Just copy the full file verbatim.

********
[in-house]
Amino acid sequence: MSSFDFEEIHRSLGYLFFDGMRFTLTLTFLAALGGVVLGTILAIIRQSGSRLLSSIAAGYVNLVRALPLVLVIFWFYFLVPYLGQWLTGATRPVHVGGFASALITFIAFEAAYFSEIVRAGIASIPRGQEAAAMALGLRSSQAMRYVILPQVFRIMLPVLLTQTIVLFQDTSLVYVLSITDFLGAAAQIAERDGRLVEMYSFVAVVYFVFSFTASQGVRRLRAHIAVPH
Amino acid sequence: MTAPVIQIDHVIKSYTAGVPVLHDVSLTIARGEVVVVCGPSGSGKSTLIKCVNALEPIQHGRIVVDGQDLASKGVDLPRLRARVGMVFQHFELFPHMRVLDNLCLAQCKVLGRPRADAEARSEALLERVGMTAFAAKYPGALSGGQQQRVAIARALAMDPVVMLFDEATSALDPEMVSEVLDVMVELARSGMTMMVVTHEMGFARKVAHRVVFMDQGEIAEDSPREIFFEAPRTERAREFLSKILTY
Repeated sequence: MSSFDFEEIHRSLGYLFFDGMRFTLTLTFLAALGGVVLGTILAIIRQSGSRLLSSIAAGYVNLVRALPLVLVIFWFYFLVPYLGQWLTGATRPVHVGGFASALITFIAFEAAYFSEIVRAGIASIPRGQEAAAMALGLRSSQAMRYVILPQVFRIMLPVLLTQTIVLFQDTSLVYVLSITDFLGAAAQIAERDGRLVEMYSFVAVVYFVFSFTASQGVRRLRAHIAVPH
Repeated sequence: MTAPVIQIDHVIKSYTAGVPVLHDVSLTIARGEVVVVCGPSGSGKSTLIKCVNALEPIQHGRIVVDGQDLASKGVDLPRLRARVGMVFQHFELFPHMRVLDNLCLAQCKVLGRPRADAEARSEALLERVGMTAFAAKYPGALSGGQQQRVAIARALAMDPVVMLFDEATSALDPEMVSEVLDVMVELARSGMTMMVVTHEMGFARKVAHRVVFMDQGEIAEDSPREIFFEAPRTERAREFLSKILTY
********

[in-house]
Amino acid sequence: MSSFDFEEIHRSLGYLFFDGMRFTLTLTFLAALGGVVLGTILAIIRQSGSRLLSSIAAGYVNLVRALPLVLVIFWFYFLVPYLGQWLTGATRPVHVGGFASALITFIAFEAAYFSEIVRAGIASIPRGQEAAAMALGLRSSQAMRYVILPQVFRIMLPVLLTQTIVLFQDTSLVYVLSITDFLGAAAQIAERDGRLVEMYSFVAVVYFVFSFTASQGVRRLRAHIAVPH
Amino acid sequence: MTAPVIQIDHVIKSYTAGVPVLHDVSLTIARGEVVVVCGPSGSGKSTLIKCVNALEPIQHGRIVVDGQDLASKGVDLPRLRARVGMVFQHFELFPHMRVLDNLCLAQCKVLGRPRADAEARSEALLERVGMTAFAAKYPGALSGGQQQRVAIARALAMDPVVMLFDEATSALDPEMVSEVLDVMVELARSGMTMMVVTHEMGFARKVAHRVVFMDQGEIAEDSPREIFFEAPRTERAREFLSKILTY
Repeated sequence: MSSFDFEEIHRSLGYLFFDGMRFTLTLTFLAALGGVVLGTILAIIRQSGSRLLSSIAAGYVNLVRALPLVLVIFWFYFLVPYLGQWLTGATRPVHVGGFASALITFIAFEAAYFSEIVRAGIASIPRGQEAAAMALGLRSSQAMRYVILPQVFRIMLPVLLTQTIVLFQDTSLVYVLSITDFLGAAAQIAERDGRLVEMYSFVAVVYFVFSFTASQGVRRLRAHIAVPH
Repeated sequence: MTAPVIQIDHVIKSYTAGVPVLHDVSLTIARGEVVVVCGPSGSGKSTLIKCVNALEPIQHGRIVVDGQDLASKGVDLPRLRARVGMVFQHFELFPHMRVLDNLCLAQCKVLGRPRADAEARSEALLERVGMTAFAAKYPGALSGGQQQRVAIARALAMDPVVMLFDEATSALDPEMVSEVLDVMVELARSGMTMMVVTHEMGFARKVAHRVVFMDQGEIAEDSPREIFFEAPRTERAREFLSKILTY